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Judge won't halt AT&T wiretapping lawsuit
From: David Farber <dave () farber net>
Date: Mon, 20 Nov 2006 07:02:10 -0500
Begin forwarded message:
From: EEkid () aol com
Date: November 19, 2006 8:40:20 PM EST
To: dave () farber net
Subject: Judge won't halt AT&T wiretapping lawsuit
Judge won't halt AT&T wiretapping lawsuit
By Declan McCullagh, CNET News.com
Published on ZDNet News: November 17, 2006, 3:31 PM PT
SAN FRANCISCO--A federal district judge on Friday rejected the Bush
administration's request to halt a lawsuit that alleges AT&T
unlawfully cooperated with a broad and unconstitutional government
U.S. District Judge Vaughn Walker said the lawsuit could continue
while a portion of it was being appealed, despite the U.S. Justice
Department's arguments that further hearings and other proceedings
would consequently endanger national security.
"I do think these are matters we can proceed on," Walker said toward
the end of the status conference here, which began at 11 a.m. PST and
was attended by around 50 attorneys from the government, nonprofit
groups, class action law firms and major telecommunications companies.
Friday's ruling represents another preliminary victory for the
Electronic Frontier Foundation, which filed its lawsuit against AT&T
in January. In its suit, the EFF charged that AT&T has opened its
telecommunications facilities up to the National Security Agency and
continues to "to assist the government in its secret surveillance of
millions of ordinary Americans."
The ruling is also a win for attorneys in 47 other cases against
numerous large telecommunications providers. The cases are in the
process of being consolidated into one mammoth lawsuit in the
northern district of California.
Last week, the Justice Department filed a 27-page request (click for
PDF) saying at the least, the court should halt the AT&T case because
any proceeding would "indirectly confirm or deny classified facts and
cause harm to the national security."
In July, Walker rejected the Justice Department's attempt to have the
suit against AT&T dismissed. That prompted federal prosecutors to
appeal to the 9th Circuit a few days later. Along with AT&T, Verizon
Communications, BellSouth and Comcast, they urged Walker to delay the
case in front of him until the appeals courts reached a decision,
which could take years, if it goes to the U.S. Supreme Court.
The "entire process is fraught with risk," a Justice Department
attorney said Friday. Bruce Ericson, an attorney for AT&T at
Pillsbury Winthrop Shaw Pittman, said that more proceedings would be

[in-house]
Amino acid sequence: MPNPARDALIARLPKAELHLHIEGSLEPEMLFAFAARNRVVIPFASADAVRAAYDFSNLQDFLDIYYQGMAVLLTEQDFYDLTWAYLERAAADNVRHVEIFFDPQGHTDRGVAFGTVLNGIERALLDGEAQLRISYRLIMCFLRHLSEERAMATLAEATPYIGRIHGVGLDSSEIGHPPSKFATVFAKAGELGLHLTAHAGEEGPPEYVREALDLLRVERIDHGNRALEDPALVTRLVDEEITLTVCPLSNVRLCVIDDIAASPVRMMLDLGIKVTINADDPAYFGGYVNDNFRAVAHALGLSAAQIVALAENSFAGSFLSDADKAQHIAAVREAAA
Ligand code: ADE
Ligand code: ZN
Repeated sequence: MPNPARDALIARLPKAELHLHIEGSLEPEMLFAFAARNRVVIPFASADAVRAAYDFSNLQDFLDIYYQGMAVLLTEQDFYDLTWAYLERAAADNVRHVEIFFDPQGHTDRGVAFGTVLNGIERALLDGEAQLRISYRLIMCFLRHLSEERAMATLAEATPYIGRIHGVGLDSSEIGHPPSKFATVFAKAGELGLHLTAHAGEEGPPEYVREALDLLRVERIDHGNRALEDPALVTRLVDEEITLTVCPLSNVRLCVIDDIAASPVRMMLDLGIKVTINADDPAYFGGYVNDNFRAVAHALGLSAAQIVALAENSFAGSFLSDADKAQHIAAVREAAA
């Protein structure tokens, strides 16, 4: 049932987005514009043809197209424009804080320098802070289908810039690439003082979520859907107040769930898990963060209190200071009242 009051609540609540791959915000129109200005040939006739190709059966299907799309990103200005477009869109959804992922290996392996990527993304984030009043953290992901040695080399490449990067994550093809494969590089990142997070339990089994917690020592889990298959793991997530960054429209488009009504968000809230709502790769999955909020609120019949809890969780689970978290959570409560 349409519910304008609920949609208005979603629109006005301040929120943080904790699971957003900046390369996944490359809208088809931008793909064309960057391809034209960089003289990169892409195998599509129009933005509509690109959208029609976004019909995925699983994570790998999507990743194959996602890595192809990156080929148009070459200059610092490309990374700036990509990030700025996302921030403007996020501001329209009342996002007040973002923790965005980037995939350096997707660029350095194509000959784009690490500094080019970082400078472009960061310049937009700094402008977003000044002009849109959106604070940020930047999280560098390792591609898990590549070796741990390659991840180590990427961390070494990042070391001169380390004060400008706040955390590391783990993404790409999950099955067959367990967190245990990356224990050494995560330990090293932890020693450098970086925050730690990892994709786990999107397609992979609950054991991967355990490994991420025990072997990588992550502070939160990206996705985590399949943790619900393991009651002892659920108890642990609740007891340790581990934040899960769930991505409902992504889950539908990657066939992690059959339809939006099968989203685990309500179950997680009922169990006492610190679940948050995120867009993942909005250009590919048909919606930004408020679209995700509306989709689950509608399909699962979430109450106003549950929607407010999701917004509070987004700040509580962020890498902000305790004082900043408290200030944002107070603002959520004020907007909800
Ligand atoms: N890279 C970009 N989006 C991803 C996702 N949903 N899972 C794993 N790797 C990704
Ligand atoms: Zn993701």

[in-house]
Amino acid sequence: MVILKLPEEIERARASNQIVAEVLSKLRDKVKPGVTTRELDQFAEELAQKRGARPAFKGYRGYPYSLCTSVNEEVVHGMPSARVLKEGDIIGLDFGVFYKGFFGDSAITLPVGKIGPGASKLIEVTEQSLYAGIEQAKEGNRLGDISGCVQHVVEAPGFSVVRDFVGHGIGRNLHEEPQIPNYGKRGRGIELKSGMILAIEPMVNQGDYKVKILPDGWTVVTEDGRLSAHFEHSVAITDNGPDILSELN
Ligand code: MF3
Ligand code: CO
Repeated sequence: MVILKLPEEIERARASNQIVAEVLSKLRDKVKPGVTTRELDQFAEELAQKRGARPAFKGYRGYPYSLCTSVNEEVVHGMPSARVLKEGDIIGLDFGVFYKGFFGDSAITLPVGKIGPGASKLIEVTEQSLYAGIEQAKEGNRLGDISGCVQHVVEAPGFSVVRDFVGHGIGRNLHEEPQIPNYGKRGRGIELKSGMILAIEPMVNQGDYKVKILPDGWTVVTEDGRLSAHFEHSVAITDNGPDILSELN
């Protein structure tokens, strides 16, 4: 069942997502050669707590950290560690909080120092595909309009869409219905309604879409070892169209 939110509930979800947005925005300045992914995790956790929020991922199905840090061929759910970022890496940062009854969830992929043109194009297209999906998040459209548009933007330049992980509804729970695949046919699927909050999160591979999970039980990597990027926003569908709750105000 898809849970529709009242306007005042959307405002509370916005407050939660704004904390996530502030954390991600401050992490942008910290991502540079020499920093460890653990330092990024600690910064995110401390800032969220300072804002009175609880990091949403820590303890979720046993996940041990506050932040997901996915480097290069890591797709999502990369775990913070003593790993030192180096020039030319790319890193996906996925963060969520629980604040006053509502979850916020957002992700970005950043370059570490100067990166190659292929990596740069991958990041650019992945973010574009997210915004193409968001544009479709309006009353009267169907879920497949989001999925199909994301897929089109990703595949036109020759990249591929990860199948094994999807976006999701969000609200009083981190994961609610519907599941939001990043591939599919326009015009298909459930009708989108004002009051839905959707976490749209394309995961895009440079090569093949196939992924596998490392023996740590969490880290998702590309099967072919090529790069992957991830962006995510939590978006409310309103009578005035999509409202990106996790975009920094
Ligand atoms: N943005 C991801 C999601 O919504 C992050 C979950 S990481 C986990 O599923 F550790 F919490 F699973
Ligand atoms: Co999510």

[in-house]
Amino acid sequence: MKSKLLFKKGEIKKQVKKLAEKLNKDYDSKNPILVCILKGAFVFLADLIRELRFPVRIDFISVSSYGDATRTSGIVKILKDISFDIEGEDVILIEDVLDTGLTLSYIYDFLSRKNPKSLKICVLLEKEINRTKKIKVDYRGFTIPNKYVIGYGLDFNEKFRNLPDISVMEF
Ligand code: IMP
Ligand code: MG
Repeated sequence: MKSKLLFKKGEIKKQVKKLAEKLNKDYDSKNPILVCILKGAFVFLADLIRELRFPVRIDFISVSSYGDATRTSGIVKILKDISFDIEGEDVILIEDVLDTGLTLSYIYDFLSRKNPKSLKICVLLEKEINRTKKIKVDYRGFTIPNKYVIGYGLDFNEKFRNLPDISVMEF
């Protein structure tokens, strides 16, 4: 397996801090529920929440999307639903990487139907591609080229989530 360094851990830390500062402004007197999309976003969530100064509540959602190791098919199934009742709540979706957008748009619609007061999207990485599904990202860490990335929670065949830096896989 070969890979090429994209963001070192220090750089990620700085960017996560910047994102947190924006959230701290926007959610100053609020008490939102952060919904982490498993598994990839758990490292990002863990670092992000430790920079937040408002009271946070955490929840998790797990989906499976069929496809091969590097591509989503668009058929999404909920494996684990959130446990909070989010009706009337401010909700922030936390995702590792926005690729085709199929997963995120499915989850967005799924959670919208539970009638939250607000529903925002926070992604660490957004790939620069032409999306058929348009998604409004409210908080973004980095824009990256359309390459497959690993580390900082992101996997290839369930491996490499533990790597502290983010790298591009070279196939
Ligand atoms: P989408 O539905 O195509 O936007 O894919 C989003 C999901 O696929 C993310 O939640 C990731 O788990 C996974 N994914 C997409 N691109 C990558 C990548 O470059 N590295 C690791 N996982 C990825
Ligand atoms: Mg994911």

useless because all his client could put in "a public answer" would
be "a general denial."
After EFF's lawsuit was filed, reports of a secret room in an AT&T
building in San Francisco surfaced and have become central to the
nonprofit group's litigation.
A former AT&T employee, Mark Klein, has released documents alleging
the company spliced its fiber optic cables and ran a duplicate set of
cables to Room 641A at its 611 Folsom St. building. Improperly-
redacted documents seen by CNET News.com show that AT&T has tried to
offer benign reasons for the existence of such a room. (AT&T has
publicly neither confirmed nor denied cooperating with the National
A second wave of suits
Another twist at Friday's status conference was what might happen if
a second wave of lawsuits is added to the ones already before Judge
A handful of state utility commissioners, including Vermont and
Missouri, have tried to investigate whether the telecommunications
companies they regulate have illegally cooperated with the NSA.
In September, for instance, Vermont's Public Service Board said
Verizon could be ordered to disclose whether it has "provided local
calling records to the NSA, whether Verizon provided information to
the NSA before February 2006 and the conditions under which Verizon
provides others with access to its customer records." (Click for PDF)
The Bush administration has taken legal action to halt those
proceedings, once again invoking its "state secrets" authority and
claiming that information harmful to national security could be
That second wave of cases "raises the same issues," a Justice
Department lawyer said Friday, arguing it provided an additional
reason for delay so the court wouldn't have to hear the same issues
But Walker let the cases proceed, setting a December 21 date to hear
additional arguments, including one from media organizations for more
openness, and a second one on January 11 to return to the question of
whether to postpone proceedings during the appeal.
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- Judge won't halt AT&T wiretapping lawsuit David Farber (Nov 20)